Ultrasound for Otolaryngologists and Head and Neck Surgeons: What I Learned from Lifetime Practice




© Springer International Publishing Switzerland 2017
Mira Milas, Susan J. Mandel and Jill E. Langer (eds.)Advanced Thyroid and Parathyroid Ultrasound10.1007/978-3-319-44100-9_39


39. Ultrasound for Otolaryngologists and Head and Neck Surgeons: What I Learned from Lifetime Practice



Robert A. Sofferman1 and Merry E. Sebelik 


(1)
Division of Otolaryngology-HNS, University of Vermont Medical Center, Burlington, VT, USA

(2)
Department of Otolaryngology, Head & Neck Surgery, Veterans Affairs Medical Center-Atlanta, Emory University School of Medicine, 550 Peachtree St NE, Suite 1135, Atlanta, GA 30308, USA

 



 

Merry E. Sebelik



Keywords
OtolarynologistsHead and neck surgeonsUltrasoundRadiology



39.1 Pro



39.1.1 Convenience and Efficiency of Patient Care


Imagine the patient who must travel 3–4 h from a small town for an appointment for a suspected thyroid mass. Appropriate imaging and up-to-date cytology are not possible near or within the local community. The receiving physician at our tertiary medical center would perform a standard examination and the patient scheduled for a return visit to radiology for ultrasound. Often, the radiologist will ask the patient to come back yet again for an ultrasound-guided biopsy .

After the cytology is confirmed, a fourth visit to the head and neck surgeon would be required to round out the preoperative program.

Consider the same patient circumstances but availability of office-based ultrasound at the initial visit. Upon receipt of referral with a thyroid mass, the scheduler sets several elements in motion for the initial visit. A complete history and physical are performed along with a complete diagnostic ultrasound of the thyroid and head and neck. An FNA with cytology is accomplished with or without an on-site cytotechnologist. If lymphoma is suspected, an aspirate can be placed in special media at the outset. With thyroid masses, all elements of thyroid surgery are discussed with the patient including risks and complications and consents are signed. The cytology results are reported to the patient and referring physician by telephone in the ensuing week as well as any unexpected changes in surgical management. This scenario is followed with every routine thyroid patient and reduces the patient inconvenience from 4 visits to 1. For head and neck tumor (non-thyroid) patients, the efficiency of obtaining imaging and tissue biopsy at the first visit can translate into reduced time to staging and initiation of treatment. Head and neck cancer patients face many challenges in obtaining multidisciplinary consultations, and point-of-care ultrasound has greatly improved the way I “package” the patient prior to treatment planning.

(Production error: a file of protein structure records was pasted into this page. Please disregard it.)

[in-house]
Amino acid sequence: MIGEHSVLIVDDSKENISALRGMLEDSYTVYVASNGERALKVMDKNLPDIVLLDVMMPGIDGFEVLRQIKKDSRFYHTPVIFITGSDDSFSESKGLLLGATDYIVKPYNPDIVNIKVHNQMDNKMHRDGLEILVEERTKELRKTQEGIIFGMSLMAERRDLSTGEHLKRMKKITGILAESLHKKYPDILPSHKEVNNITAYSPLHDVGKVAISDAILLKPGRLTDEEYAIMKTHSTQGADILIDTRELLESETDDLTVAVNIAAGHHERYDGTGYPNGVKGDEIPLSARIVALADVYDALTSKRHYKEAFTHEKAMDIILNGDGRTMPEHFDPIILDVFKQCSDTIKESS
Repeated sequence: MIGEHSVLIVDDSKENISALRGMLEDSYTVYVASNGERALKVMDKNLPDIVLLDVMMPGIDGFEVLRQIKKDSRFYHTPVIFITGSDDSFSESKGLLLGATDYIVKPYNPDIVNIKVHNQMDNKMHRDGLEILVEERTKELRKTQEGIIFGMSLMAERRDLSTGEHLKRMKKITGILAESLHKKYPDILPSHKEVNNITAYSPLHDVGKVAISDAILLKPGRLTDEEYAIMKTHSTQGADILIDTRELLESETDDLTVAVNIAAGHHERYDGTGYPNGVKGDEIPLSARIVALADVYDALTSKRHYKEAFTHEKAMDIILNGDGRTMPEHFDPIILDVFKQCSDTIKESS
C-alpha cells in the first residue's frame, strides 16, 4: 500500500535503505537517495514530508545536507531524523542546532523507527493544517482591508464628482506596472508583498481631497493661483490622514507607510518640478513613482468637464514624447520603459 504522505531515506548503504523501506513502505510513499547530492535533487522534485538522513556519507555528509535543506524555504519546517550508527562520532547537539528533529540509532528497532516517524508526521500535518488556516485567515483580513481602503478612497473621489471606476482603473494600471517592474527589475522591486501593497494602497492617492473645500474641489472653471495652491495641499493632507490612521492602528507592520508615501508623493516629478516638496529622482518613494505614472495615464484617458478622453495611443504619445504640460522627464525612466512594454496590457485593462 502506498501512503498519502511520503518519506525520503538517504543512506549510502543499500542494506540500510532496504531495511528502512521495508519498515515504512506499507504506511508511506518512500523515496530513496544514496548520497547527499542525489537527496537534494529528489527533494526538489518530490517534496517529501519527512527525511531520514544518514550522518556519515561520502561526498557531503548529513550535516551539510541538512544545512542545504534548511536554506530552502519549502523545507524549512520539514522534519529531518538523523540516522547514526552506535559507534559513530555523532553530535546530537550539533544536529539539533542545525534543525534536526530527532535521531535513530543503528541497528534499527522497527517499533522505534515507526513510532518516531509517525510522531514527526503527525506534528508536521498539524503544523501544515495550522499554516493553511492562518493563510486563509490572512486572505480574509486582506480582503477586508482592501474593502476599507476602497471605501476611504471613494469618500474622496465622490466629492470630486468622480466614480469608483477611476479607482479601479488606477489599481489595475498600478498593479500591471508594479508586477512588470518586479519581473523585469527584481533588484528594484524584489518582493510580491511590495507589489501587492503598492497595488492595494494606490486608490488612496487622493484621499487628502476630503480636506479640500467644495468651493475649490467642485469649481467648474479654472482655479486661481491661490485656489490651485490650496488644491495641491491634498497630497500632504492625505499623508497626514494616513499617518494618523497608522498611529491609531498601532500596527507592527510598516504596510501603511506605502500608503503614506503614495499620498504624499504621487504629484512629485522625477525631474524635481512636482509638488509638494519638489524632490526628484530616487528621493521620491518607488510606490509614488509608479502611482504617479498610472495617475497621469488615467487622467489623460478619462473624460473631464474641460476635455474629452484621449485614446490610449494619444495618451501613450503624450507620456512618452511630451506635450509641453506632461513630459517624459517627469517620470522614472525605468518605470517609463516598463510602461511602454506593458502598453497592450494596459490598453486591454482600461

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Feb 27, 2018 | Posted by in ULTRASONOGRAPHY | Comments Off on Ultrasound for Otolaryngologists and Head and Neck Surgeons: What I Learned from Lifetime Practice
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